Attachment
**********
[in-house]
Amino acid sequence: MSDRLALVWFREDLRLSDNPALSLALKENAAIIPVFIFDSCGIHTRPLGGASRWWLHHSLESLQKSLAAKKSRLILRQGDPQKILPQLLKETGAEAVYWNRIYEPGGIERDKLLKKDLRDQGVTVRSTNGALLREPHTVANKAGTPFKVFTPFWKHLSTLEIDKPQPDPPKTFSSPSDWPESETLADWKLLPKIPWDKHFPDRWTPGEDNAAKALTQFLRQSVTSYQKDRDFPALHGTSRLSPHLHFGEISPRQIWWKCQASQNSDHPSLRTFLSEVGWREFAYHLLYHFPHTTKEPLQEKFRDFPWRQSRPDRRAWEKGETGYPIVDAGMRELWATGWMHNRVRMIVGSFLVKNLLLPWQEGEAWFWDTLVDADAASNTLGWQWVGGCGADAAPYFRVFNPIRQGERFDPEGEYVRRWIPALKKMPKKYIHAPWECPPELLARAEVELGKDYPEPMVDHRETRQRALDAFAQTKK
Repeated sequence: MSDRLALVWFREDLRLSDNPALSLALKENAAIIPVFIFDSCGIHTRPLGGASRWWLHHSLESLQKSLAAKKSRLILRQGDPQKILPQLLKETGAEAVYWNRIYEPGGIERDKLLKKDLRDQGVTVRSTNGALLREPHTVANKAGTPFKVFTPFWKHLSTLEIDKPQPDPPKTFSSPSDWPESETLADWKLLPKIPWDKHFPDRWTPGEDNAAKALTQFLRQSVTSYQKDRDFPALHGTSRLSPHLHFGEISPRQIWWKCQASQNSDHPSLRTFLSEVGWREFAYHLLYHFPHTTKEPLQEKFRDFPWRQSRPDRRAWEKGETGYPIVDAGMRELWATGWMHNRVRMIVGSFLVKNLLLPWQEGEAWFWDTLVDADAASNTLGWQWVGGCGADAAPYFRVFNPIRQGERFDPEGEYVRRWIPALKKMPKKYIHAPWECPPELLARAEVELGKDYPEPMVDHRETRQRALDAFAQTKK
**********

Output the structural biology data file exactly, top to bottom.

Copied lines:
[in-house]
Amino acid sequence: MSDRLALVWFREDLRLSDNPALSLALKENAAIIPVFIFDSCGIHTRPLGGASRWWLHHSLESLQKSLAAKKSRLILRQGDPQKILPQLLKETGAEAVYWNRIYEPGGIERDKLLKKDLRDQGVTVRSTNGALLREPHTVANKAGTPFKVFTPFWKHLSTLEIDKPQPDPPKTFSSPSDWPESETLADWKLLPKIPWDKHFPDRWTPGEDNAAKALTQFLRQSVTSYQKDRDFPALHGTSRLSPHLHFGEISPRQIWWKCQASQNSDHPSLRTFLSEVGWREFAYHLLYHFPHTTKEPLQEKFRDFPWRQSRPDRRAWEKGETGYPIVDAGMRELWATGWMHNRVRMIVGSFLVKNLLLPWQEGEAWFWDTLVDADAASNTLGWQWVGGCGADAAPYFRVFNPIRQGERFDPEGEYVRRWIPALKKMPKKYIHAPWECPPELLARAEVELGKDYPEPMVDHRETRQRALDAFAQTKK
Repeated sequence: MSDRLALVWFREDLRLSDNPALSLALKENAAIIPVFIFDSCGIHTRPLGGASRWWLHHSLESLQKSLAAKKSRLILRQGDPQKILPQLLKETGAEAVYWNRIYEPGGIERDKLLKKDLRDQGVTVRSTNGALLREPHTVANKAGTPFKVFTPFWKHLSTLEIDKPQPDPPKTFSSPSDWPESETLADWKLLPKIPWDKHFPDRWTPGEDNAAKALTQFLRQSVTSYQKDRDFPALHGTSRLSPHLHFGEISPRQIWWKCQASQNSDHPSLRTFLSEVGWREFAYHLLYHFPHTTKEPLQEKFRDFPWRQSRPDRRAWEKGETGYPIVDAGMRELWATGWMHNRVRMIVGSFLVKNLLLPWQEGEAWFWDTLVDADAASNTLGWQWVGGCGADAAPYFRVFNPIRQGERFDPEGEYVRRWIPALKKMPKKYIHAPWECPPELLARAEVELGKDYPEPMVDHRETRQRALDAFAQTKK